The Bottom of The Pyramid: What is Your Target Market?

I have received an interesting email from Seth Godin which really made me evaluate the way I think about business.

Seth writes about marketing to the bottom of the pyramid and makes this point.

“Almost a third of the world’s population earns $2.50 or less a day. The enormity of this disparity takes my breath away, but there’s an interesting flip side to it: That’s a market of more than five billion dollars a day. Add the next segment ($5 a day) and it’s easy to see that every single day, the poorest people in the world spend more than ten billion dollars to live their lives.”

What is Your Target Market?

It is easy for anyone in business to look at a target market at get it wrong. It is true that you will be hard pressed to sell mobile phones, TV’s and iPods to these very poor people but someone is selling rice, pots and pans and other essentials. As sad as this situation may be for these very poor people there is still a business market.

For businesses in the more affluent parts of the world we can learn a lesson from this. Are we pursuing the middle or upper ground where individuals may have more spending power and yet are missing out on a huge market lower down?

Perhaps we need to start to examine the bottom of the pyramid.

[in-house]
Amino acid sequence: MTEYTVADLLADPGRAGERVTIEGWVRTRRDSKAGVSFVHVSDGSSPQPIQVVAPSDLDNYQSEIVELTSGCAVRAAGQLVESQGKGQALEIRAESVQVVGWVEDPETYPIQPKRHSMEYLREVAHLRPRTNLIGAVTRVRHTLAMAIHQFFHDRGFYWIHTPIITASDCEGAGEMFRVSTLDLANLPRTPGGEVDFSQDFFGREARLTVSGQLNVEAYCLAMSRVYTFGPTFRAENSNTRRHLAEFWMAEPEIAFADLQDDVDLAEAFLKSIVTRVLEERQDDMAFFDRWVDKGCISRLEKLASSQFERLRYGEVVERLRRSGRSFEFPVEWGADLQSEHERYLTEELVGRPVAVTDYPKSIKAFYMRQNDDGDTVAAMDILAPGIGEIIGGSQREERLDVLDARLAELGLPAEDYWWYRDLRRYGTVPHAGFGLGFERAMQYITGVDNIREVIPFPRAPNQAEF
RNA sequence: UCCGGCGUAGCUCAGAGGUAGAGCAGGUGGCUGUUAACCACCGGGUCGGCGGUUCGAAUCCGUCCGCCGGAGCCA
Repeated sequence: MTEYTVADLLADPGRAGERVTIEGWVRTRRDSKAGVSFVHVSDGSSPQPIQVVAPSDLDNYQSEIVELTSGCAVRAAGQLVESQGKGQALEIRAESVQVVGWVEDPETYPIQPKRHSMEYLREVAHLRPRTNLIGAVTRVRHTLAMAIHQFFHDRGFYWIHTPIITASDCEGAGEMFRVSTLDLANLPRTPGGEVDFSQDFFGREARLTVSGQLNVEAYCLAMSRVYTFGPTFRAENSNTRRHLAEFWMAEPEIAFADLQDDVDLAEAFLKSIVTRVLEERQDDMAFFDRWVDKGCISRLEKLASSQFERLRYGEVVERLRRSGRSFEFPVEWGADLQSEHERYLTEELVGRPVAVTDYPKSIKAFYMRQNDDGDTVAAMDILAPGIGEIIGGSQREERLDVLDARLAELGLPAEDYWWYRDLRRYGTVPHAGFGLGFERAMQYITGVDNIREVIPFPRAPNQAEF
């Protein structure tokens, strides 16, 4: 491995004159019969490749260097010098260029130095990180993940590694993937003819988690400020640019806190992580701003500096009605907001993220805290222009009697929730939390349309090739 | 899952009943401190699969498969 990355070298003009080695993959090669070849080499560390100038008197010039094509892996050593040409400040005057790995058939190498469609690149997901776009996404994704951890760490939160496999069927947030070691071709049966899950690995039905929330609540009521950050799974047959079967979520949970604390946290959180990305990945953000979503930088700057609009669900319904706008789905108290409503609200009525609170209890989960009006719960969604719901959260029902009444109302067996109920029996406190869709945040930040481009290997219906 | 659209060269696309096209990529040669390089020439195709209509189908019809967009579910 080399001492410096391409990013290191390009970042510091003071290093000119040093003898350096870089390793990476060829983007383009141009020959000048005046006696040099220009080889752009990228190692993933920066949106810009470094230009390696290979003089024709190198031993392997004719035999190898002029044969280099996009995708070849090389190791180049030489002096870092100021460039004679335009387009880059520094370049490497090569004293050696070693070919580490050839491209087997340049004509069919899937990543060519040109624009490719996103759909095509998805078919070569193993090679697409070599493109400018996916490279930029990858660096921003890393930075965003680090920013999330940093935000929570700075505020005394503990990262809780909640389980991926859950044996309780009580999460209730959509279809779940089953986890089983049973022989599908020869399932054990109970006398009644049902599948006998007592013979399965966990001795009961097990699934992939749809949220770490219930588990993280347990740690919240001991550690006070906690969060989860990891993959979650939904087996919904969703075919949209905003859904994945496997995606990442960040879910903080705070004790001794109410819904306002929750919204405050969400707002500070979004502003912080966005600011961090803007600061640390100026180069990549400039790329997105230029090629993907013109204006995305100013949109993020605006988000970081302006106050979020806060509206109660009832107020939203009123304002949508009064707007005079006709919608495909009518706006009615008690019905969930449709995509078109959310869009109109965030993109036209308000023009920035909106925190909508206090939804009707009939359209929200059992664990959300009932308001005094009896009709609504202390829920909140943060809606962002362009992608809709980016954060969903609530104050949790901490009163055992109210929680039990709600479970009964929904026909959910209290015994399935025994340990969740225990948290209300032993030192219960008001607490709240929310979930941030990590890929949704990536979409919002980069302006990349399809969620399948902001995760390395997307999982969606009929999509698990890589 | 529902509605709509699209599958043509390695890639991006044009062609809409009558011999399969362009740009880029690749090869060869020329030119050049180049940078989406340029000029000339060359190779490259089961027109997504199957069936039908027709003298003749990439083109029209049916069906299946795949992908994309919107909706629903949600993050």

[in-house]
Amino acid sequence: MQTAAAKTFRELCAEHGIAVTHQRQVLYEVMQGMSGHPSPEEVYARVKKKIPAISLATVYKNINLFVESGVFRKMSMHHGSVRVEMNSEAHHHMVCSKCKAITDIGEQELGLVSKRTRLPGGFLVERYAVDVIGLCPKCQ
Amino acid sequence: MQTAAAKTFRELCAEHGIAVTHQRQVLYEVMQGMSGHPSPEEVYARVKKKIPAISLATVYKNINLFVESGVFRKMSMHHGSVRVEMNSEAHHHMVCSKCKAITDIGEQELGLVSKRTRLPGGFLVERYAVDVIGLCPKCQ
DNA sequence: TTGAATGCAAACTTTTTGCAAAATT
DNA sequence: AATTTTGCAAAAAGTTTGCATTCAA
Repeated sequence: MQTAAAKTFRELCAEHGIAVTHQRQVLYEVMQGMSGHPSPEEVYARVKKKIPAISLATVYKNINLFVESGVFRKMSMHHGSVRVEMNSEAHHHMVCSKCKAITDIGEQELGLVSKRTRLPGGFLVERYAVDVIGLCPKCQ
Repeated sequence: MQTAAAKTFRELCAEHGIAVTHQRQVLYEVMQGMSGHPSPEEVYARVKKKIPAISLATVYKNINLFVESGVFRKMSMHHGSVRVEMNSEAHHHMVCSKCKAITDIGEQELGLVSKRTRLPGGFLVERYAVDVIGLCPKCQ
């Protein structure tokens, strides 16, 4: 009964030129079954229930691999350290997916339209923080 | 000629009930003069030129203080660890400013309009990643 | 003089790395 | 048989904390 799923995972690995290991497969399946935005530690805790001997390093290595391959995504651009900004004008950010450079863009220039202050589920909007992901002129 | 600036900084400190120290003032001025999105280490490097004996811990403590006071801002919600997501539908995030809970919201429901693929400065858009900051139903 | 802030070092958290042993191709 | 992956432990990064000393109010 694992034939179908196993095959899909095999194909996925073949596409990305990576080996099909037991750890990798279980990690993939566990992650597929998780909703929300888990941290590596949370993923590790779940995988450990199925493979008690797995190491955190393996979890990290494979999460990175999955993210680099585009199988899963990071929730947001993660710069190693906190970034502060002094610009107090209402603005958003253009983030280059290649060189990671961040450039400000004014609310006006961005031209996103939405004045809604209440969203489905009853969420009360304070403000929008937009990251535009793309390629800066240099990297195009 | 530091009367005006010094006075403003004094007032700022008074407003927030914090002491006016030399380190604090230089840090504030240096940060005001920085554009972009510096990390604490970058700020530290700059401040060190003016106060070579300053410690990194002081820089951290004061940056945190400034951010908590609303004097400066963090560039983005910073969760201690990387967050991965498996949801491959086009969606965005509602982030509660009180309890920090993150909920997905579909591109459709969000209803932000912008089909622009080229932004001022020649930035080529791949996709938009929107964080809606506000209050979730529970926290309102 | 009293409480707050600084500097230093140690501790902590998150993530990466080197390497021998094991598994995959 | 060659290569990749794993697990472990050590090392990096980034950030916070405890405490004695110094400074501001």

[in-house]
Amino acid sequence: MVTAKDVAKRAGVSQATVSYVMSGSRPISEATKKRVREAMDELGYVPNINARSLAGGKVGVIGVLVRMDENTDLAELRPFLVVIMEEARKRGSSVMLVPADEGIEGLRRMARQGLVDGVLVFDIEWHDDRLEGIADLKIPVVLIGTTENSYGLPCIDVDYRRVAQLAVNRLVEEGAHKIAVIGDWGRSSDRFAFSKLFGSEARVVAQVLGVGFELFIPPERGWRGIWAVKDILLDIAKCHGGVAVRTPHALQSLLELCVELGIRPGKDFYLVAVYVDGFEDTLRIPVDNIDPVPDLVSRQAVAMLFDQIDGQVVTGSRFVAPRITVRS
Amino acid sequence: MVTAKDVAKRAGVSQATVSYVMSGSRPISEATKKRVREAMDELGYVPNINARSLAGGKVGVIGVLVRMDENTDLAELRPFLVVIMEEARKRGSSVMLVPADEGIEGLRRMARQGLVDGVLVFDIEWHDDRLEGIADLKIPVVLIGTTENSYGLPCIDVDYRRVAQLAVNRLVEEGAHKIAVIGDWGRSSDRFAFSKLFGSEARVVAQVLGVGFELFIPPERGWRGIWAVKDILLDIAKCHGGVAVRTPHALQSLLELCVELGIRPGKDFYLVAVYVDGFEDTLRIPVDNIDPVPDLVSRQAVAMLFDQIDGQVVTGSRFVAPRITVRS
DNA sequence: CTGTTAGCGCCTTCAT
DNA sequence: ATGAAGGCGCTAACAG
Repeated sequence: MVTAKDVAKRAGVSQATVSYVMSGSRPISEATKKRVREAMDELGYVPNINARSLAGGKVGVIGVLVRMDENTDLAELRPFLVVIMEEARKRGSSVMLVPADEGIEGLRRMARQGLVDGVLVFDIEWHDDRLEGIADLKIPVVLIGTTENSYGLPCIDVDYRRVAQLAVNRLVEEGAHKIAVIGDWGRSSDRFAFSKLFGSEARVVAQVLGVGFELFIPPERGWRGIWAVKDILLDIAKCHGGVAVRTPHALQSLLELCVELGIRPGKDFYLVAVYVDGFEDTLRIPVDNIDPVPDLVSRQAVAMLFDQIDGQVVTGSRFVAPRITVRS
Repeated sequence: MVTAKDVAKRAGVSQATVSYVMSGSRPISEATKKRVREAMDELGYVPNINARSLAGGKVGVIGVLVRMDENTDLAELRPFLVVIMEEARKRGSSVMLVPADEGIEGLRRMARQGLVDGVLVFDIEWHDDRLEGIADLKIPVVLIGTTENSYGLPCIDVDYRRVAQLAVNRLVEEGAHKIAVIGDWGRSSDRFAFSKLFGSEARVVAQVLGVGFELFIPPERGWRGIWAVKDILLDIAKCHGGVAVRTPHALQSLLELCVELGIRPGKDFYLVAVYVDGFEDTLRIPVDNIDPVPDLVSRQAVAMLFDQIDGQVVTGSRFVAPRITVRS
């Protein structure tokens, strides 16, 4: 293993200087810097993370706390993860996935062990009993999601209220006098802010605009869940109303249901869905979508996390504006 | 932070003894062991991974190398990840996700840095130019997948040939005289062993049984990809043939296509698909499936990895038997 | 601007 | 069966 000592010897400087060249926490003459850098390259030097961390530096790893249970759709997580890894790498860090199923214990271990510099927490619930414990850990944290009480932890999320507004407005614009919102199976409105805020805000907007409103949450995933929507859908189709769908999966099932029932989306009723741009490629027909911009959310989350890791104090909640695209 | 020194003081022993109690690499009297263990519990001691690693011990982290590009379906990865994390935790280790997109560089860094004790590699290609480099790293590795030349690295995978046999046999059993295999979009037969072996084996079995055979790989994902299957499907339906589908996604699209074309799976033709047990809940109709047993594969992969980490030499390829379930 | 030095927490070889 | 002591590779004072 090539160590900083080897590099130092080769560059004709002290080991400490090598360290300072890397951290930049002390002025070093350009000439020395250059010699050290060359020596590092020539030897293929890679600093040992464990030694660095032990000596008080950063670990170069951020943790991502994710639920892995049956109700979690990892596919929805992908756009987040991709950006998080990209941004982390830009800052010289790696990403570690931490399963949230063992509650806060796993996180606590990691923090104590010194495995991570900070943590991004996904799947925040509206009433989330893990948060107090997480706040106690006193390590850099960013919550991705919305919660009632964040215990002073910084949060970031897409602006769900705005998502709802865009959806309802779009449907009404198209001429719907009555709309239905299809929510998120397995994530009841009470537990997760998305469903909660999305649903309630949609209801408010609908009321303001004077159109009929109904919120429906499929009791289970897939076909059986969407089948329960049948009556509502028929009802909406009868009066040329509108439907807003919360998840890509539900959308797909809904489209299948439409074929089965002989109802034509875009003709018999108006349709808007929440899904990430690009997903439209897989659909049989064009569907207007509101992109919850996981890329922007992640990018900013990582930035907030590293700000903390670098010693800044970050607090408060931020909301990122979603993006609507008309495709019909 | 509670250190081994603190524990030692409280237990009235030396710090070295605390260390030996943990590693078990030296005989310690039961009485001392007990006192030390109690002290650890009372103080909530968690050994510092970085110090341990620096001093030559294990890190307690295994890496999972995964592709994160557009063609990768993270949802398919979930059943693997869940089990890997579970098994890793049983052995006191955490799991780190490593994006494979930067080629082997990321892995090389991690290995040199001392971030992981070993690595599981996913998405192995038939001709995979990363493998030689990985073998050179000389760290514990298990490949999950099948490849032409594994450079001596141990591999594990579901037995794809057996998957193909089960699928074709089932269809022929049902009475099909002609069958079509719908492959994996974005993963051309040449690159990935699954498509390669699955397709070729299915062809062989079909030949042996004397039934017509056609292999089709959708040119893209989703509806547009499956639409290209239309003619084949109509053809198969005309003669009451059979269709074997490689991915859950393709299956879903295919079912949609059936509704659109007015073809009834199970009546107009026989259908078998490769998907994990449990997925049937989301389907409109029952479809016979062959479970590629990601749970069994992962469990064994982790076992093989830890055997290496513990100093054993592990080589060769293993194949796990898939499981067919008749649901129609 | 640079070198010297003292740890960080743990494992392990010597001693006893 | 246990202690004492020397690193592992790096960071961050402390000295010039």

What are your thoughts on this subject? Please leave your comments in the box below.

Roland Millward
The Entrepreneur Club


One thought on “The Bottom of The Pyramid: What is Your Target Market?

  1. I’ve read a couple of Seth’s books, the last of which was the ‘Meatball Sundae” and he is undoubtedly a marketing genius. He is also the creator of Squidoo, for those of you who may have heard of this.

    I am going to be controversial however, and give you some reasons why you should not go after the lower wage earners so-to-speak…

    1) More price resistance: If you target those at the bottom of the food chain, you are more likely to have to reduce your prices or offer a ‘budget’ service. This leads you to trying to compete with others on price, which is a dangerous game to play, unless you have deep pockets.

    2) You need more customers to make the same amount of money: Imagine having 10 clients all paying you £1,000 per month, so that’s £10,000 per month. If you now charge only £250 per month you’ll need 40 clients to make the same amount of money – and it’ll be a lot more work too.

    3) You make less margin: The less margin (profit) you make the more susceptible you are to recessions, lean periods and expanding your business.

    As always, there are two sides to the coin but I thought it might be interesting to see why (in my opinion) it is more advantageous to go after clients with more money, than those who are on the bread line.

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